Photo:  by Jeff Busby.  All imagery featured on this site is the sole copyright of the photographer and is used by permission.
Photo: Jeff Busby


DID | Proactive Practice: Growth for Communities, Not as Commodities (Past Event)

June 16, 2020
Webinar hosted via Zoom

What if we could build a new Seattle neighborhood from scratch? Students at the University of Washington College of Built Environments addressed this question in their group Studio as they imagined innovative concepts for the future of the Interbay neighborhood north of the Magnolia Bridge. Come join the Seattle Architecture Foundation for a discussion with Rick Mohler, UW Associate Professor, and the students who participated in the studio to discuss their vision of what a new Seattle neighborhood might look like.

This discussion is inspired by an exhibit produced though AIA Seattle’s Emerging Professionals Travel Scholarship, Proactive Practice. Designed and curated by Jaclyn Hensy and Tristan Walker, their research analyzes the various methods architects can utilize to understand potentialities in a project and asks how can architects and planners practice design as caretakers of our communities and reclaim an active role in the production of space? On exhibit now through July 25th at the Center for Architecture and Design.

David Blum, AICP, Affiliate Instructor of Urban Design and Planning, UW College of Built Environments
Alicia Kellogg, UW Master of Landscape Architecture candidate, 2021
Eddie Kim, UW Master of Architecture candidate, 2020
Grace Kim, AIA, Founding Principal of Schemata Workshop
Maura Witzel, UW Master of Architecture candidate, 2020

Rick Mohler, AIA, NCARB, Associate Professor of Architecture, UW College of Built Environments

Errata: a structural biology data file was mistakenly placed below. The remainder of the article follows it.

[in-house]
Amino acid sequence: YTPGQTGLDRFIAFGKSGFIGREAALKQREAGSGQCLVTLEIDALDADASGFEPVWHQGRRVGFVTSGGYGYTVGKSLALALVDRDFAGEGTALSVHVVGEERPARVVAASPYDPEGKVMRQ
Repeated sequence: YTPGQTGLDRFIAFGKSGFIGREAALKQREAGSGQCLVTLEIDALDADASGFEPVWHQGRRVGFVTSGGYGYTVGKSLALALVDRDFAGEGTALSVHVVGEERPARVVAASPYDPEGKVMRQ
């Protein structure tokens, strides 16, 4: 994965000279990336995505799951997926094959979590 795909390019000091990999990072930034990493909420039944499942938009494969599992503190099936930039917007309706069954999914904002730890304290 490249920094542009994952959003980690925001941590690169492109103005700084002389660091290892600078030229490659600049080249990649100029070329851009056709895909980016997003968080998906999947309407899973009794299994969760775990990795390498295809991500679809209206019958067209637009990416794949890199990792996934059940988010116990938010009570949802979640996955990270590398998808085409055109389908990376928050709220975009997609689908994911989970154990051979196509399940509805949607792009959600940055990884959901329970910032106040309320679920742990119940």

Photo credit: Maura Witzel, Ashley Shook, Jason Yan, and Kasia Cassidy

DID | Balancing Act: Data, Technology, and the Re-Imagined City (Past Event)

February 18, 2020
Reception 5:00 – 5:30 PM
Program 5:30 – 7:00 PM
At the Center for Architecture & Design

How do we focus emerging technologies to create livable, equitable and sustainable cities? How are designers, technologists, and urban planners re-imagining cities of the future to be more personalized, automated and data-driven? Come join the Seattle Architecture Foundation for a discussion around the future of cities and Seattle’s position at the forefront of balancing technology, data, and social values in the public realm.

This discussion is part of AIA Seattle’s exhibition, Balancing Act: Urbanism & Emerging Technologies. Designed and curated by Boston-based design firm CBT for AIA Boston, the exhibition explores how technology influences our urban experience and the possibilities to focus emerging technologies towards the human experience can develop best urban practices.

Lyle Bicknell, City of Seattle Office of Planning and Development
Joel Fariss, Gensler
Anastasia Krasnoslobodtseva, Microsoft Center of Innovation

Moderator: Sheryl Cababa, VP of Strategy at Substantial

Video: Chris Schanz

DID | Symbiosis: Re-imagining the City’s Future (Past Event)

September 17, 2019
Reception 5:00 – 5:30 PM
Program 5:30 – 7:00 PM
At the Center for Architecture & Design

Symbiosis presents the work of many architects, each of whom express the notion of a symbiotic relationship through the long-standing tradition of model making. The exhibition examines architecture’s reciprocal relationship with community, and investigates a city’s discourse with nature.